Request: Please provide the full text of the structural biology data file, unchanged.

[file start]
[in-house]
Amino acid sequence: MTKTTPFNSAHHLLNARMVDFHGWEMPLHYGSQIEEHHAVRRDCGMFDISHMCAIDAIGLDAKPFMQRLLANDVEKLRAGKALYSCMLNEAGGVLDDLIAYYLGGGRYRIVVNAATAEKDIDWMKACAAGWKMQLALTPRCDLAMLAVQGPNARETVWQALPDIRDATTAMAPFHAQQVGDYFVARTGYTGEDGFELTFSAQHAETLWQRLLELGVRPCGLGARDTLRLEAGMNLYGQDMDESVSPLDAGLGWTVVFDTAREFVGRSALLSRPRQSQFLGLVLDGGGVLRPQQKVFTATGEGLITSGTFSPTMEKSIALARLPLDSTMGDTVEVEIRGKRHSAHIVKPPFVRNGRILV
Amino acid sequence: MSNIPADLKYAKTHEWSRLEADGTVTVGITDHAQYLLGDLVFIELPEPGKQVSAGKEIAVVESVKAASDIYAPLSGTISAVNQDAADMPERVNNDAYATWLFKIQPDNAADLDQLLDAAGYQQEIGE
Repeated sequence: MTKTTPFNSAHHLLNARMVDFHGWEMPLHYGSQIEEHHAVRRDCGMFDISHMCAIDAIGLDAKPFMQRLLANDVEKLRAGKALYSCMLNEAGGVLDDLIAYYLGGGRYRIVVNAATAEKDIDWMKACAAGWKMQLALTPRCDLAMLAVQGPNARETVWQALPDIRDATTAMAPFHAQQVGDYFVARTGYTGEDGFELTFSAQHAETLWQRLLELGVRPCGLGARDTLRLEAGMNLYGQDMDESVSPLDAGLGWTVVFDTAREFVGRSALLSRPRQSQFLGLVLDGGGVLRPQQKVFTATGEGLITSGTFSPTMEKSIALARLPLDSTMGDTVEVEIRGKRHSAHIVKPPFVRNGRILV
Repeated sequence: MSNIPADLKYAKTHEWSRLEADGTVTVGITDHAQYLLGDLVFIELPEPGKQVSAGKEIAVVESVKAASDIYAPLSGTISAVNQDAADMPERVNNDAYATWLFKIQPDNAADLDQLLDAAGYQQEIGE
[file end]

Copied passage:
[in-house]
Amino acid sequence: MTKTTPFNSAHHLLNARMVDFHGWEMPLHYGSQIEEHHAVRRDCGMFDISHMCAIDAIGLDAKPFMQRLLANDVEKLRAGKALYSCMLNEAGGVLDDLIAYYLGGGRYRIVVNAATAEKDIDWMKACAAGWKMQLALTPRCDLAMLAVQGPNARETVWQALPDIRDATTAMAPFHAQQVGDYFVARTGYTGEDGFELTFSAQHAETLWQRLLELGVRPCGLGARDTLRLEAGMNLYGQDMDESVSPLDAGLGWTVVFDTAREFVGRSALLSRPRQSQFLGLVLDGGGVLRPQQKVFTATGEGLITSGTFSPTMEKSIALARLPLDSTMGDTVEVEIRGKRHSAHIVKPPFVRNGRILV
Amino acid sequence: MSNIPADLKYAKTHEWSRLEADGTVTVGITDHAQYLLGDLVFIELPEPGKQVSAGKEIAVVESVKAASDIYAPLSGTISAVNQDAADMPERVNNDAYATWLFKIQPDNAADLDQLLDAAGYQQEIGE
Repeated sequence: MTKTTPFNSAHHLLNARMVDFHGWEMPLHYGSQIEEHHAVRRDCGMFDISHMCAIDAIGLDAKPFMQRLLANDVEKLRAGKALYSCMLNEAGGVLDDLIAYYLGGGRYRIVVNAATAEKDIDWMKACAAGWKMQLALTPRCDLAMLAVQGPNARETVWQALPDIRDATTAMAPFHAQQVGDYFVARTGYTGEDGFELTFSAQHAETLWQRLLELGVRPCGLGARDTLRLEAGMNLYGQDMDESVSPLDAGLGWTVVFDTAREFVGRSALLSRPRQSQFLGLVLDGGGVLRPQQKVFTATGEGLITSGTFSPTMEKSIALARLPLDSTMGDTVEVEIRGKRHSAHIVKPPFVRNGRILV
Repeated sequence: MSNIPADLKYAKTHEWSRLEADGTVTVGITDHAQYLLGDLVFIELPEPGKQVSAGKEIAVVESVKAASDIYAPLSGTISAVNQDAADMPERVNNDAYATWLFKIQPDNAADLDQLLDAAGYQQEIGE